No Courses, No Classrooms, No Grades — Just Learning

| April 24, 2014 | 41 Comments
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By Christina Farr

It took just a few weeks for a group of Boston-based teenagers to develop an affordable prosthetic hand for children. These teens took a brief hiatus from school to enroll in NuVu Studio, a project-based learning program in Cambridge, Mass. that pairs students with real-world projects.

On their first day at NuVu, students were split into groups of 10, assigned a mentor (typically a doctoral student) and a theme, like “the future of global warming” or “balloon mapping.” In the most recent health-themed studio, one of these teams mocked up the prosthetic hand, after conducting interviews with patients, the families of amputees, physicians, and engineers in the Boston area. The students ultimately hacked MakerBot’s original files to make their design on a 3D printer.

NuVu is the brainchild of Saeed Arida, a former PhD student from MIT who believes that young people should be taught to solve real-world problems, like using new materials to design higher-quality prosthetics.

“Studios are not subjects in the traditional sense, as they involve finding a solution for a very real human problem,” said Arida. “What students do here is a very different kind of educational experience.”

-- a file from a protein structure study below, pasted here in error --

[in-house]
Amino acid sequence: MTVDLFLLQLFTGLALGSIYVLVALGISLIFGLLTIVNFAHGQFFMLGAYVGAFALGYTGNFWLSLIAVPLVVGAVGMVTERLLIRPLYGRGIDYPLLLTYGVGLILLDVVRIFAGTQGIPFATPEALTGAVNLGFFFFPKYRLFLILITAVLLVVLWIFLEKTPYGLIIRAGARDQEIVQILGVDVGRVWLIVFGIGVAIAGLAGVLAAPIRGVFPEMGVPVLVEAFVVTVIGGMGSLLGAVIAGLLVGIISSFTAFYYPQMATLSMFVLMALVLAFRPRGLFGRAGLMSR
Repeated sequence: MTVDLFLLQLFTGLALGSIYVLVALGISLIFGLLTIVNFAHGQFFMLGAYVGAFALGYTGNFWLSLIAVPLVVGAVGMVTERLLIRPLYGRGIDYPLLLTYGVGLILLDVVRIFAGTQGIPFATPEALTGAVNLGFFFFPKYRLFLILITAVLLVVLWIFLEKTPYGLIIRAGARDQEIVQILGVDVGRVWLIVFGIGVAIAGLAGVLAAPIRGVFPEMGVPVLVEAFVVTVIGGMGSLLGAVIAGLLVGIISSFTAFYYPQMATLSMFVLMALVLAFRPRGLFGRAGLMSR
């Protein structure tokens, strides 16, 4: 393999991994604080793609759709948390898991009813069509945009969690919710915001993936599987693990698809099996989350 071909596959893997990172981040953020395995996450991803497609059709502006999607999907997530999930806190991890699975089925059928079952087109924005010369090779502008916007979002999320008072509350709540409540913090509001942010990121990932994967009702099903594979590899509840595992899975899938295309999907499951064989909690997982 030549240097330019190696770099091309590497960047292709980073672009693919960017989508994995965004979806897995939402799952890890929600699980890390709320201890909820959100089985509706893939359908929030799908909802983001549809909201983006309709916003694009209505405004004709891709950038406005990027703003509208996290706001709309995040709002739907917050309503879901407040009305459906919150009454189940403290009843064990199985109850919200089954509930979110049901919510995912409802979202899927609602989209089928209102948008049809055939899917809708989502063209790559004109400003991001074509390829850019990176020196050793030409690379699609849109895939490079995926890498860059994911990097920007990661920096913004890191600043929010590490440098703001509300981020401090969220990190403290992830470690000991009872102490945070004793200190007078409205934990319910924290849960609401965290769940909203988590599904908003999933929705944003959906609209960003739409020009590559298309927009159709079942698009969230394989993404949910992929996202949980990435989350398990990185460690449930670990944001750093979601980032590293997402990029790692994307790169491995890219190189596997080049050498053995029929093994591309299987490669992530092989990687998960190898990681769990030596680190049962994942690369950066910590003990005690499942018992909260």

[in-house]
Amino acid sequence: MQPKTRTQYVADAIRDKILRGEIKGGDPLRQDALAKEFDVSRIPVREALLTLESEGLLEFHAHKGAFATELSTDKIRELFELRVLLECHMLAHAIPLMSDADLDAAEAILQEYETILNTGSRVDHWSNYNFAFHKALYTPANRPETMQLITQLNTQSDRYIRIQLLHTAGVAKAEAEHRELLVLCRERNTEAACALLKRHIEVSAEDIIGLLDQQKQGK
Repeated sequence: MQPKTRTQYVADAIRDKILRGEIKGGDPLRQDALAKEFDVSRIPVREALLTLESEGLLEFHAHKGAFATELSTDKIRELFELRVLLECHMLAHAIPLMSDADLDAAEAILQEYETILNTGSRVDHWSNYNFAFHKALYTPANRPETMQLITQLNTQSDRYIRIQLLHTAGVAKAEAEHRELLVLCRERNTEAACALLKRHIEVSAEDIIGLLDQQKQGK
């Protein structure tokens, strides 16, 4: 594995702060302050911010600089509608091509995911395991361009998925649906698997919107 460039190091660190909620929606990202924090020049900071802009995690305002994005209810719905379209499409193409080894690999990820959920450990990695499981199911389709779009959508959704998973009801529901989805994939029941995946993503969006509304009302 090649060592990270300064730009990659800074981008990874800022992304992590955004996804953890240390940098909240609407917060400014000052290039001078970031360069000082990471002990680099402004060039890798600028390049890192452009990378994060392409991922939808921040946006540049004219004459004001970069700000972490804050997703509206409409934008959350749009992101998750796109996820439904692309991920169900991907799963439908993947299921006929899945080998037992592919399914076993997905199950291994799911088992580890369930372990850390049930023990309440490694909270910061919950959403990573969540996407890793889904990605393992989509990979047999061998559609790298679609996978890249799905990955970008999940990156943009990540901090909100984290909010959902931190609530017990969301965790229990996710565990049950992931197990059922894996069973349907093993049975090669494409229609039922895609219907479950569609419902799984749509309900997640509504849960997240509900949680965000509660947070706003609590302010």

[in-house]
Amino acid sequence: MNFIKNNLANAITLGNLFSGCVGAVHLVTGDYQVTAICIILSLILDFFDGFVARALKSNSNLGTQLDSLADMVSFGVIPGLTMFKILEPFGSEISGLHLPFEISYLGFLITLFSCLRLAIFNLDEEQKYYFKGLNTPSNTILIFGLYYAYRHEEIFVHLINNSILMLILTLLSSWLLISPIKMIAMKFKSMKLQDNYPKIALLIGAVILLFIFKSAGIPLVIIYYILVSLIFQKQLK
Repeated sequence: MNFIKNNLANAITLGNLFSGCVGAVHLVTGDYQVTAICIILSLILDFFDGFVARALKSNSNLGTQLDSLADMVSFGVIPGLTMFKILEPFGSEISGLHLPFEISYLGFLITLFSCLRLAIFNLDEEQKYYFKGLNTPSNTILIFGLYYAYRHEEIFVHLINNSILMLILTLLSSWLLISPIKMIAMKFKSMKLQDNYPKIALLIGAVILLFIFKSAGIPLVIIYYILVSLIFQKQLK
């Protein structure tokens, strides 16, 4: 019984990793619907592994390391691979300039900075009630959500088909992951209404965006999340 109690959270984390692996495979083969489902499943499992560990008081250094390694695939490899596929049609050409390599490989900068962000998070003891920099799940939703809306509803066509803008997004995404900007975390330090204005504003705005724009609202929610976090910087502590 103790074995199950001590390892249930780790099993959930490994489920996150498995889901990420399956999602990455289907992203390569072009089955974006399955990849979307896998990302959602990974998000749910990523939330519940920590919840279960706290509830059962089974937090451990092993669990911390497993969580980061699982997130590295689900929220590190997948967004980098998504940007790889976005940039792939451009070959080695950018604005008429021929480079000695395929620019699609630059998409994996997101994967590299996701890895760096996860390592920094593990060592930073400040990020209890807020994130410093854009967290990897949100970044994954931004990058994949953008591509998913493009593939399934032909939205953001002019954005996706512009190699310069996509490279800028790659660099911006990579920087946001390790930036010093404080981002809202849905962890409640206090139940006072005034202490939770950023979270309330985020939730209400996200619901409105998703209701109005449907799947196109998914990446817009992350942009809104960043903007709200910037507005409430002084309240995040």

Here’s How NuVu describes the program:

NuVu is a full-time magnet innovation center for middle and high school students. NuVu’s pedagogy is based on the architectural Studio model and geared around multi-disciplinary, collaborative projects. We basically teach students how to navigate the messiness of the creative process, from inception to completion.

No Courses: Instead, we have studios. Around 12 kids work closely with their 2 coaches on solving big (and small) open-ended problems.

No Subjects: Instead, everything is fused together. Students find themselves moving between a studio that requires them to design a telepresence robot to another that requires them to re-imagine Boston with a cable car system.

No Classrooms: Instead, we have an open space that changes all the time to adapt to the needs of every studio.

No One-Hour Schedule: Instead, students spend two weeks from 9-3 solving one problem.

No Grades: Instead, we have portfolios that document students’ design decisions and show their final products.

But can anyone visualize this happening in today’s public schools? Project-based learning programs like NuVu are not particularly common throughout the U.S., with notable exceptions like High Tech High and New Tech Network. Most K-12 classrooms in America are fairly new to project-based learning, or don’t offer it at all. Typically speaking, only the most elite schools in the wealthiest neighborhoods can afford to experiment with PBL.

NuVu got its start by partnering with Beaver County Day School in Brookline, Mass., an elite independent school attended by the sons and daughters of Harvard and MIT graduates, which is positioning itself as digitally-savvy and progressive institution. Notably, it was the first U.S. school to make it a requirement for students to take computer programming lessons.